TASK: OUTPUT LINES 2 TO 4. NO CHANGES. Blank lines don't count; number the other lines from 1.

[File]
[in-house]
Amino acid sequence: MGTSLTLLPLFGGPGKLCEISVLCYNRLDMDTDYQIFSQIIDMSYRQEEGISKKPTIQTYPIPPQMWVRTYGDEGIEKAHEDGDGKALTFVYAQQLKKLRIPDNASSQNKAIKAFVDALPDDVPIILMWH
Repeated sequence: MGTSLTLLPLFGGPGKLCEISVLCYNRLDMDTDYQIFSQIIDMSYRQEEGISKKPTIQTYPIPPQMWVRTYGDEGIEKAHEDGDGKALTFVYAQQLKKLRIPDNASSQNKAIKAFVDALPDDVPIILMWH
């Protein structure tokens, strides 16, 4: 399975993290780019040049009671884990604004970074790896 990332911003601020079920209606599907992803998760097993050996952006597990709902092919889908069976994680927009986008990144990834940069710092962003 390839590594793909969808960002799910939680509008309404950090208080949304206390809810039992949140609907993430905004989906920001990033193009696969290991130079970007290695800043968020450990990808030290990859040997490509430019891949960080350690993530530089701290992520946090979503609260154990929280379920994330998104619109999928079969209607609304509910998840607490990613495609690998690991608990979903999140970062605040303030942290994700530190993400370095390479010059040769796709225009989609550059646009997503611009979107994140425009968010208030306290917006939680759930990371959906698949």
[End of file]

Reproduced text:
Amino acid sequence: MGTSLTLLPLFGGPGKLCEISVLCYNRLDMDTDYQIFSQIIDMSYRQEEGISKKPTIQTYPIPPQMWVRTYGDEGIEKAHEDGDGKALTFVYAQQLKKLRIPDNASSQNKAIKAFVDALPDDVPIILMWH
Repeated sequence: MGTSLTLLPLFGGPGKLCEISVLCYNRLDMDTDYQIFSQIIDMSYRQEEGISKKPTIQTYPIPPQMWVRTYGDEGIEKAHEDGDGKALTFVYAQQLKKLRIPDNASSQNKAIKAFVDALPDDVPIILMWH
């Protein structure tokens, strides 16, 4: 399975993290780019040049009671884990604004970074790896 990332911003601020079920209606599907992803998760097993050996952006597990709902092919889908069976994680927009986008990144990834940069710092962003 390839590594793909969808960002799910939680509008309404950090208080949304206390809810039992949140609907993430905004989906920001990033193009696969290991130079970007290695800043968020450990990808030290990859040997490509430019891949960080350690993530530089701290992520946090979503609260154990929280379920994330998104619109999928079969209607609304509910998840607490990613495609690998690991608990979903999140970062605040303030942290994700530190993400370095390479010059040769796709225009989609550059646009997503611009979107994140425009968010208030306290917006939680759930990371959906698949």